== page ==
Sermons

Blessing From Brokenness

Psalm 51:1-17
Matthew 5:4

“Blessed are those who mourn, for they shall be comforted.”

Bible scholars agree that although the word translated ‘mourn’ could be a word used for the ‘mourning of the dead,’ that to understand this beatitude as such limits what Jesus had in mind.

For example, John Stott writes:

It is plain from the context that those Jesus promised comfort are not primarily those who mourn the loss of a loved one, but those who mourn the loss of their innocence, their righteousness, their self-respect. It is not the sorrow of bereavement to which Christ refers, but the sorrow of repentance. 1

In his commentary on this verse, Martyn Lloyd-Jones, after noting that this beatitude deals with spiritual mourning, has:

As we confront God and His holiness, and contemplate the life we are meant to live, we mourn our utter helplessness and hopelessness.” 2

And the other great British scholar, William Barclay, translates, “Blessed are those who mourn for they shall be comforted as follows:

Oh the bliss of the man whose heart is broken for out of his sorrow he will find the joy of God.” 3

In other words, blessed are those who first recognize their brokenness and then cast themselves on the mercy of Christ, for they shall find comfort.

From my study of this saying, I conclude that Jesus is promising blessing for people who are broken in one of three ways:

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Eyes of Compassion

Matthew 9:35-38
II Corinthians 5:14b-21

After I became a Christian, I began to faithfully attend church.

And although I continued to work on the railroad with the same group of guys that I had known for 10 years, I found that I now had more in common with my new friends in the church than I did with friends at work. I began to pull away from the guys. Going to picnics in the local park with my B&O family was replaced with pot-lucks at the church. Over time, I even began to feel a little superior than the guys on the railroad; after all, I was a goody-two-shoes Christian and they; well, they were not.

There was Mike Collins. Mike was as straight-laced a conductor as they come. No one wanted to be on his crew, he was such a stickler for the rules; no sleeping in his caboose!
Because I had the least seniority I was assigned to be Mike’s flagman. Truth is we got along fine, not because I was a stickler for the rules, but because I was one of the most conscientious flagmen on the B & O.

One day we were called for the wreck train; so-called because the wreck train hauled a huge steam-operated crane with which to clean up after a derailment. Instead of a caboose, Mike and I got to ride the diner with the wreck crew.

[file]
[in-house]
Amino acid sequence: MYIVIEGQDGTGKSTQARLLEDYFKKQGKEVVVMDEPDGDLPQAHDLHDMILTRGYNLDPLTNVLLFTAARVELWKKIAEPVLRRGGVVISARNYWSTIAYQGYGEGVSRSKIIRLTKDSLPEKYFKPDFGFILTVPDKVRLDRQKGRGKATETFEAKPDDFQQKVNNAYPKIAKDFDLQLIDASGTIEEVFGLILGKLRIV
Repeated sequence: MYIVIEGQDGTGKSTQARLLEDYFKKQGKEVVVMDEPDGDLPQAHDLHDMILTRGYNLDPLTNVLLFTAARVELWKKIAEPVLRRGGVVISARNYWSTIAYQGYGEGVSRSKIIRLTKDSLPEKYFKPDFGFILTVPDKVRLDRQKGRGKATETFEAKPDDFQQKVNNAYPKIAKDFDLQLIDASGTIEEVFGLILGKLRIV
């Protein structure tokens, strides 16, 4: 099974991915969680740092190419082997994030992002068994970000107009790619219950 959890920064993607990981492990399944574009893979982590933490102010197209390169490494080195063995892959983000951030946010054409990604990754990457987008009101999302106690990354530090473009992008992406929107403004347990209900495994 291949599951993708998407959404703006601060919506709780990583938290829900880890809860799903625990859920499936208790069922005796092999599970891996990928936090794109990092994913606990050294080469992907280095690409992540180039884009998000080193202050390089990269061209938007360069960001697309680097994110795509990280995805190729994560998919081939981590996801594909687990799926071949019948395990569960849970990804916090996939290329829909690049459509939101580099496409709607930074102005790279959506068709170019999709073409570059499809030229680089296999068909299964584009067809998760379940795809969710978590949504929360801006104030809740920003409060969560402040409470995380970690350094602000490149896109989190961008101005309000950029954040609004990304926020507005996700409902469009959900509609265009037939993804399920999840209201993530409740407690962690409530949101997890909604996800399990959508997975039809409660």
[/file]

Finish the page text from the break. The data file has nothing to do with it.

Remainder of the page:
I can still recall as if it was yesterday sitting at the counter drinking a cup of joe and the WreckMaster said to me, “Where’s Mike?” I got up and started walking down the narrow galley to the back of the car looking for him, and there he was lying on the floor, dead from a massive heart attack.

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Come and See

John 4:1-42

Something extraordinary happened at Jacob’s well.

Something more extraordinary than a rabbi simply speaking to a woman; more extraordinary than the King of the Jews talking with a hated Samaritan. More extraordinary than the Creator and Lord of the universe holding a class on Biblical theology with an outwardly sinful woman.

The extraordinary thing that happened that day at Jacob’s well is that as a result of that encounter with Jesus her life was changed forever. And because of her testimony so were the lives of many others!

The text does not explicitly say so, but it is a given that this woman drank the ‘living water’ Jesus offered her and became a believer. Otherwise, John would not have included it as he declares at the end of his gospel, “these have been written that you may believe that Jesus is the Christ, the Son of the God; and in believing you may have life in His name” (20:31)

This woman who came to draw water from Jacob’s well not only became a ‘believer’ she also became an ‘evangelist’ who was responsible for bringing many others who also lived in Sychar to faith in Jesus.

Notice that she takes a risk in returning to her town and inviting them to follow her, a known sinner, to meet Jesus. They don’t like her; she probably doesn’t care for them. She has heard their catty gossiping, she has seen their stares of disdain. But she can’t help herself. She rushes back to tell them anyway! “Come, see a man who told me everything I ever did.”